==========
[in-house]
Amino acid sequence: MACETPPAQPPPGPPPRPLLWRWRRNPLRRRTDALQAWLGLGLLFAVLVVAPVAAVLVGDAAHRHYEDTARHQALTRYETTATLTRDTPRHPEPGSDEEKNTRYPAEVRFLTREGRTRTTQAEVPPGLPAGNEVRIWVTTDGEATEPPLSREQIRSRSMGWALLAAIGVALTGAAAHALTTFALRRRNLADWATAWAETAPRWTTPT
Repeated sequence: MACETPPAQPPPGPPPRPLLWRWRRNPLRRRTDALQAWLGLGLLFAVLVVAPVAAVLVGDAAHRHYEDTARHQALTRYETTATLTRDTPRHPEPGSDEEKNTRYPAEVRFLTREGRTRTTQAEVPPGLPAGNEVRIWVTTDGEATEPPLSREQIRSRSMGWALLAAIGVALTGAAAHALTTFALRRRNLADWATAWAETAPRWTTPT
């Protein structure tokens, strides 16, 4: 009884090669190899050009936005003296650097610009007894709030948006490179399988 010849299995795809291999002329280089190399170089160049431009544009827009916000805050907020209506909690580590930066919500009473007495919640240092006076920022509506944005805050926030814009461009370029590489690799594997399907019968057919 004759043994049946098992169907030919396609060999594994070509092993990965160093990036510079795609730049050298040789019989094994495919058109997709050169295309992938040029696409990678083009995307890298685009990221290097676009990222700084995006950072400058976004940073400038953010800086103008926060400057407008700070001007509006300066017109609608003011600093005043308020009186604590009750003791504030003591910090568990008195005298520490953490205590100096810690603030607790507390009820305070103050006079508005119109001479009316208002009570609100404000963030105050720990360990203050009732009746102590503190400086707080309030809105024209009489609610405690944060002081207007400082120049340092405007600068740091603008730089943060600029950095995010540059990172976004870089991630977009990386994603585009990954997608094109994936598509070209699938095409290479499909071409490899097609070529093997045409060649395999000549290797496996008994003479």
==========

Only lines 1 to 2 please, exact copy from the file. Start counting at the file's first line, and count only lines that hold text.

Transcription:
[in-house]
Amino acid sequence: MACETPPAQPPPGPPPRPLLWRWRRNPLRRRTDALQAWLGLGLLFAVLVVAPVAAVLVGDAAHRHYEDTARHQALTRYETTATLTRDTPRHPEPGSDEEKNTRYPAEVRFLTREGRTRTTQAEVPPGLPAGNEVRIWVTTDGEATEPPLSREQIRSRSMGWALLAAIGVALTGAAAHALTTFALRRRNLADWATAWAETAPRWTTPT